Mourners attend the funeral of a murdered Chechen dissident who went by the alias Zelimkhan Khangoshvili.Zurab Tsertsvadze / AP

BERLIN—One morning last April, immigration officers approached Minkail Malizaev’s residence in the German town of Lüdenscheid with troubling news. After four years in Germany, he and his family were being sent back to where they had come from: back to Russia. Back to Chechnya.

Before long, they were whisked to a nearby airport, set to board an upcoming flight. Malizaev was not in good health, though—the dissident was still recovering from back surgery, a consequence of injuries resulting from his torture in Chechnya years earlier. German officials determined that he was not in a good enough condition to travel, so he could stay. His wife and three children, however, could not, and were shipped off.

Things would soon get worse. When he returned home from the airport, Malizaev received a phone call. “Hello, Minkail,” the man on the other end of the line said in Chechen. “It seems you are making a lot of problems for yourself these days.” He then conveyed a message—Malizaev’s problems could go away, as long as he did one thing: “Apologize to Ramzan.”

A map of Europe and Central Asia highlighting the locations of Berlin, Grozny, and Moscow.

Ramzan Kadyrov, the Kremlin-backed leader of the highly autonomous Russian republic of Chechnya for the past decade and a half, has become infamous both inside Russia and beyond for his brutality and intolerance of even the slightest dissent. Arbitrary arrests, torture, and executions are a feature of daily life in Kadyrov’s Chechnya; anyone with a family member accused of participating in an insurgent movement against his rule faces being expelled and having their house burned down by security forces. Posting so much as a critical comment about the government on social media requires at least a coerced public apology on state TV, though punishment can be much worse. Public dissent is simply impossible.

Disbelief was still evident in Aslan Artsuev’s voice as he relayed Malizaev’s story to me and played part of the telephone conversation. Artsuev, a Chechen opposition activist with a background as a lawyer, has, over the years, become a confidant of Malizaev’s as well as one of his legal advisers, as the dissident has tried (thus far unsuccessfully) to secure refugee status in Germany. Artsuev is no stranger to the suffering inflicted on opponents of the Chechen regime, yet even by those standards, Malizaev’s experience was extreme.

Malizaev—fearing for his family’s life, as well as his own—eventually acquiesced to the demand, recording an audio statement that was briefly posted to YouTube, apologizing to Kadyrov for bringing shame on the Chechen people. But, as Artsuev recounted, “it wasn’t enough.” Malizaev was soon asked to make a video in which he would have to use even more groveling language, a demand he rejected. Days later, Artsuev said, two men appeared at Malizaev’s house and began physically beating him. The dissident managed to call Artsuev, and the lawyer quickly hopped into his car and began driving the hundreds of miles from his home in Hamburg to Lüdenscheid. By the time he arrived, Malizaev was in the hospital.

(Aspects of Artsuev’s account were first reported last spring by Kavkaz.Realii, part of Radio Free Europe/Radio Liberty. Two other Chechen activists in Germany, who asked not to be identified for fear of retribution, supported Artsuev’s telling. I contacted Malizaev, but after the killing of a fellow Chechen exile in Berlin in August, he went into hiding and has since declined to comment. Germany’s Federal Office for Migration and Refugees did not respond to requests for comment regarding the deportation of Malizaev’s family.)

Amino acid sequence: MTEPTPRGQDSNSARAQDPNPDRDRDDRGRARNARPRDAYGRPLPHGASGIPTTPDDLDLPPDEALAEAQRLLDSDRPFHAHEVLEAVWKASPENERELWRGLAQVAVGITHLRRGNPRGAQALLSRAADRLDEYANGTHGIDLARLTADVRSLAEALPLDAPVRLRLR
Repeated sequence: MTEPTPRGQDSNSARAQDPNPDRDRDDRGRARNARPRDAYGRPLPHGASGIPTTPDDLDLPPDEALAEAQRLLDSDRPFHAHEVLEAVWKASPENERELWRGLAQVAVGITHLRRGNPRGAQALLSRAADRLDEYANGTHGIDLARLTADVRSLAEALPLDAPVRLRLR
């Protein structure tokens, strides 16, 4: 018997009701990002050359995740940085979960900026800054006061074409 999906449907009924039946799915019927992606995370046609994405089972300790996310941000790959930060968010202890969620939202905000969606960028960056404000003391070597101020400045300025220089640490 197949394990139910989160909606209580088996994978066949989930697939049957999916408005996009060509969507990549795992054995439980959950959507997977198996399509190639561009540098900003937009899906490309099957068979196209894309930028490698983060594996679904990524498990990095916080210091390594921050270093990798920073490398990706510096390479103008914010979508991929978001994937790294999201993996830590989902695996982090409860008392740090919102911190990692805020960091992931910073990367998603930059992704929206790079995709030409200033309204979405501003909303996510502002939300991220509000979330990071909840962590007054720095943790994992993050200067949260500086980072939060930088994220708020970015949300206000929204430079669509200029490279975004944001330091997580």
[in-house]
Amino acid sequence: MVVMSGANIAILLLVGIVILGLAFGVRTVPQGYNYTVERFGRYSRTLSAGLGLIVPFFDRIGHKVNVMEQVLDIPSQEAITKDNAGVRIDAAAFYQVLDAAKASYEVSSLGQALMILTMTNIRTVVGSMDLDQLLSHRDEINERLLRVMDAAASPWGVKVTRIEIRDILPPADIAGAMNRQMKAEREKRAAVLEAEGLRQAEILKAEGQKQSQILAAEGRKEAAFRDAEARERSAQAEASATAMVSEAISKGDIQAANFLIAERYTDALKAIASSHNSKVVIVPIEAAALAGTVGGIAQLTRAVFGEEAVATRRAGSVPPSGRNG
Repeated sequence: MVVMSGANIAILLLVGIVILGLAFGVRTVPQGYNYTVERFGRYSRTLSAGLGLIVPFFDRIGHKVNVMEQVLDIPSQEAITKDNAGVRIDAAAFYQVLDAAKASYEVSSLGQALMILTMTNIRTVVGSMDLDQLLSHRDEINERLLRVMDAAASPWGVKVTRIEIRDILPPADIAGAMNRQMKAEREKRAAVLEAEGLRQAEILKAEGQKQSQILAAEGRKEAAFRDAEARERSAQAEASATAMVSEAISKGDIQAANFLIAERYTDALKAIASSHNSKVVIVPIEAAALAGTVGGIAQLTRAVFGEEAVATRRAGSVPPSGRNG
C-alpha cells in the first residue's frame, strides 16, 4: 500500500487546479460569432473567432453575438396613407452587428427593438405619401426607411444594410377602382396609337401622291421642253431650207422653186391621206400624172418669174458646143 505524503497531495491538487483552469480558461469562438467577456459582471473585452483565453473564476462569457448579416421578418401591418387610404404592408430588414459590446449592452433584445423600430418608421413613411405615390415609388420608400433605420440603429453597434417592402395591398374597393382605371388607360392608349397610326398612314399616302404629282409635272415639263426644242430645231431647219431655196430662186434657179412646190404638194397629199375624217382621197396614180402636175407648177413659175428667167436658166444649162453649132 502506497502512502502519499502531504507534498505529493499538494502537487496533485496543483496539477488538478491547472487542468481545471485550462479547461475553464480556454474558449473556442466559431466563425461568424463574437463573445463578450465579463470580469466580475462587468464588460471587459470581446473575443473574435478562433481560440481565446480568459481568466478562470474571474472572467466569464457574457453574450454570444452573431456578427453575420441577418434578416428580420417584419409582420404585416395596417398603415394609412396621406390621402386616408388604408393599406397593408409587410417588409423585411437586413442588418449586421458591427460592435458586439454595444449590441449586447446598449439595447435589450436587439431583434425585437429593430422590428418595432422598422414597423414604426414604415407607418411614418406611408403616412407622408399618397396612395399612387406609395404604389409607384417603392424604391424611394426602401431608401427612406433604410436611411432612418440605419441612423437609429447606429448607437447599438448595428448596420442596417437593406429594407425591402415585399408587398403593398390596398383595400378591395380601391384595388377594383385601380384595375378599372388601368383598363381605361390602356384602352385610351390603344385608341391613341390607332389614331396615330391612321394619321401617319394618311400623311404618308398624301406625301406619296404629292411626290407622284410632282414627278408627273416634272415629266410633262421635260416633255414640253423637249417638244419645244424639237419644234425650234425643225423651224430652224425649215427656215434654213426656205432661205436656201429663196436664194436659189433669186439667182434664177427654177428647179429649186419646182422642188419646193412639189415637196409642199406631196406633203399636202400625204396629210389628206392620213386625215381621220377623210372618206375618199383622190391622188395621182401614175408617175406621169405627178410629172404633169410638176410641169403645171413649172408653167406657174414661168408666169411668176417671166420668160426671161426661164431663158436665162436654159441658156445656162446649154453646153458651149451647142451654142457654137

Malizaev’s experience was not the first time an anti-Kadyrov Chechen living in Europe faced threats and violence. Nor was it the last.

Among the most recent, and the most daring, was the August 23 assassination of a Chechen dissident who went by the alias Zelimkhan Khangoshvili, who was shot dead in broad daylight in central Berlin. Germany has expelled two Russian diplomats over the killing, arguing that evidence shows it was carried out on behalf of either Moscow or Kadyrov’s government in Grozny. Moscow has denied any involvement in the killing; Vladimir Putin later claimed, without providing evidence or further details, that Khangoshvili had organized a bombing of the Moscow metro in years prior.

Though the murder itself was shocking, that Kadyrov may have been responsible is not surprising: The Chechen leader has made abundantly clear what will happen to those who criticize him, at home or abroad, including in Europe. In one video dispatch, he warns Chechen immigrants to the continent, “When you are kicked out of Europe, you will have nowhere else to go! And then you will answer to me for every word.” In another, he states simply, “No law on Earth will stop me.”

A photo of Ramzan Kadyrov speaking into a microphone.
Ramzan Kadyrov delivers a speech in Grozny. (SAID TSARNAYEV / REUTERS)

His remarks exacerbate what can often be a suffocating situation for Chechens abroad. According to NGO officials and analysts I spoke with, some 50,000 Chechens live in Germany alone, and as they wait for asylum applications to be processed, they are barred from working and subject to deportation for what rights groups say are often arbitrary reasons. Advocates for the Chechen community in Germany say these immigrants are frequently painted in a negative light—“that we are all criminals, terrorists,” says Zelimkhan Dokudaev, a Chechen who runs a cultural center that helps North Caucasian immigrants adapt to Germany.